PP-G - Order on our borders. Republicans blocked immigration reform, leaving Democrats to fashion a sensible compromise.
Order on our borders
Republicans blocked immigration reform, leaving Democrats to fashion a sensible compromise
Sunday, May 20, 2007
By Jack Kelly, Pittsburgh Post-Gazette
Lou Barletta was elected Tuesday to a third term as mayor of Hazleton, a city of about 31,000 in northeastern Pennsylvania. Such an election normally would attract little national attention. But members of the U.S. Senate would be well advised to pay close attention to it.
A Republican, Mr. Barletta won his own primary, 1,343 votes to 80, in what the local newspaper, the Standard-Speaker, said "appears to be the biggest landslide in city history."
Mr. Barletta also won the Democratic primary, as a write-in candidate. He received 1,211 votes to 699 for the Democrat on the ballot, his predecessor as mayor.
What accounts for Mayor Barletta's amazing popularity in a city where registered Democrats outnumber Republicans by nearly 2-1?
Last August Hazleton passed ordinances which impose a $1,000 a day fine on any landlord in the city who rents to an illegal immigrant, and revokes for five years the business license of any employer who hires one. Prospective renters would be required to appear at city hall with proof of citizenship, or of a legal right to be in America.
Another ordinance declares English to be Hazleton's official language. City employees are forbidden to translate documents into other languages without official authorization.
Mayor Barletta says the ordinances are necessary because illegal immigrants have been driving up the crime rate and swamping the schools and the local hospital. I think they are too severe. But the people of Hazleton evidently disagree.
Meanwhile, the Senate is taking up a "comprehensive" immigration reform bill which would provide a fairly gentle path to citizenship for most of the estimated 12 million illegals already here.
Many Republicans in the Senate are expected to sign onto the bill because it doesn't appear to be as bad as the McCain-Kennedy bill proposed last year, and it's the best that can be expected to emerge from a Democrat-controlled Congress.
This has caused a firestorm of criticism on the right. Radio talk show hosts Rush Limbaugh and Hugh Hewitt have denounced the bill, as have the editors of National Review. GOP lawmakers have been inundated with irate emails and telephone calls.
I'm strongly opposed to illegal immigration. A nation's first responsibility is to control its borders, and we don't. Our failure to secure our borders is a threat to national security. Three of the six would-be terrorists who planned to massacre soldiers at Fort Dix came into this country illegally. Two of them entered from Mexico.
But I think most of the illegal immigrants are decent, hard-working people who are an asset to this country, or would be if our policies weren't so screwed up. I want the government to know who is in the country. I want to keep out the crooks and the terrorists. But I think it would be insane, and immoral, to try to throw all of these people out.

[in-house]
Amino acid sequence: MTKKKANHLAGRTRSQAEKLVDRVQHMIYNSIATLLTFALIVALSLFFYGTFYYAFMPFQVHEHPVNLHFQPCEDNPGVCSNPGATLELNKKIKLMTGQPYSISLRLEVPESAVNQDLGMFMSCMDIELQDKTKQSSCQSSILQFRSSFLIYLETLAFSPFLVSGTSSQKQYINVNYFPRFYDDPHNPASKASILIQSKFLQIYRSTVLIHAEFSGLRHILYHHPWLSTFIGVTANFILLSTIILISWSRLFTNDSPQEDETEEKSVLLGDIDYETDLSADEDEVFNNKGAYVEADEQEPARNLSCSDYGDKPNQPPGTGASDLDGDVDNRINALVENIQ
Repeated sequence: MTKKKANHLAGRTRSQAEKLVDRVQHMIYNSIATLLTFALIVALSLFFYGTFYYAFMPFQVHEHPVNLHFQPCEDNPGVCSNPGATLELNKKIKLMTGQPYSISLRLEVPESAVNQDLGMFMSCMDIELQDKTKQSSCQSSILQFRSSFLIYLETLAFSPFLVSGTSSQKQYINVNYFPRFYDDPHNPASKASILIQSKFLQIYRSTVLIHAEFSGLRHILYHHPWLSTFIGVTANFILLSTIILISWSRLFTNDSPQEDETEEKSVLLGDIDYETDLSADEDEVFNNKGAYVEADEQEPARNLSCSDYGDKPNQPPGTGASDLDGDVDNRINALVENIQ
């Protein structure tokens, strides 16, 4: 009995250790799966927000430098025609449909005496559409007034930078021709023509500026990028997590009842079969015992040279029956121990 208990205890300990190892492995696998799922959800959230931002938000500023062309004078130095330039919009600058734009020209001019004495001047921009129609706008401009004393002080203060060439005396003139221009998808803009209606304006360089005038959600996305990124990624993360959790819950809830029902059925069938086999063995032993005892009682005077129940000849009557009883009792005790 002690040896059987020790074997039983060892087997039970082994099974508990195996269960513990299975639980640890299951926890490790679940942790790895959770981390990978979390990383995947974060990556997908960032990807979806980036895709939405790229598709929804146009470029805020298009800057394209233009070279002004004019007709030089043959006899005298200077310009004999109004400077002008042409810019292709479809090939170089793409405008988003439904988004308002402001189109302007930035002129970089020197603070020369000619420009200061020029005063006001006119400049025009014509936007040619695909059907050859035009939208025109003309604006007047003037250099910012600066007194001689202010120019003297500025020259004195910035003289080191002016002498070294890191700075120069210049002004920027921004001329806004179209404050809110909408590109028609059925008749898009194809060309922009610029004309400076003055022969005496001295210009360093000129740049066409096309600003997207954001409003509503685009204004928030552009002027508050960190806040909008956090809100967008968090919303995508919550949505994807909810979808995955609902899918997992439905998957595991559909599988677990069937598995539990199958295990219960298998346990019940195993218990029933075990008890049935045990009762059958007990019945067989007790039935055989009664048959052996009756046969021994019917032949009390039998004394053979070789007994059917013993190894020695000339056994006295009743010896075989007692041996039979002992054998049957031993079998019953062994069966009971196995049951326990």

A lot of people would simply be satisfied if just the people who were caught committing other crimes would be deported. And if employers would be penalized for knowingly employing illegal aliens. And if the means for employers "knowing" were mandatory not optional.
Most Americans agree with me. A Gallup poll in April indicates 78 percent of respondents think illegals presently in the country ought to be given a chance at citizenship.
A chance at citizenship: not a blank check to stay in the country and enjoy the blessings thereof indefinitely.
I've only read summaries of the bill's provisions, but the compromise doesn't look bad. Illegals would have to qualify for citizenship; they wouldn't be granted amnesty automatically, as they were in 1986. There would be beefed up border security and stricter enforcement of employer hiring.
"My first impression ... is that it contains most of the principles conservatives have sought," said conservative Web logger Bruce Kesler.
But Bruce is worried -- as am I -- by weasel words and escape clauses: "I'm struck that most of these principles are dependent on future appropriations or mere administration certifications," he said.
That's a definite show-stopper for a lot of people. Administrations certify lots of things. Usually it's the president, or a presidential appointee, certifying that such-and-such is the case. The fly in this ointment is politics. People don't trust politicians to certify that the sky is blue, let alone that the border is secure.
In 1986 Congress passed an immigration reform bill in which amnesty was granted to illegals already here in exchange for stricter border enforcement. The amnesty provision was implemented. The enforcement provisions were not.
This is the source of much of the public's disquiet regarding the senate's bill. Stating the obvious, I know. The public simply doesn't trust the government to actually follow through unless literally forced to do so.
I blame the duplicitous mush in the Senate bill chiefly upon the anti-immigrant hardliners. We could have had a comprehensive bill last year with serious enforcement provisions, but the retromingent wing of the Republican Party would countenance nothing that smacked of amnesty. So now Democrats call the shots.
It's so nice to see "retromingent" used properly in a sentence.
I also blame President Bush. His apparent refusal to get serious about border enforcement has enraged many conservatives, driving them toward more extreme positions. An indication of the Bush administration's lack of seriousness is that just two miles of the border fence Congress authorized last year has been built.
(Jack Kelly is a columnist for the Post-Gazette and The Blade of Toledo, Ohio (firstname.lastname@example.org, 412-263-1476).)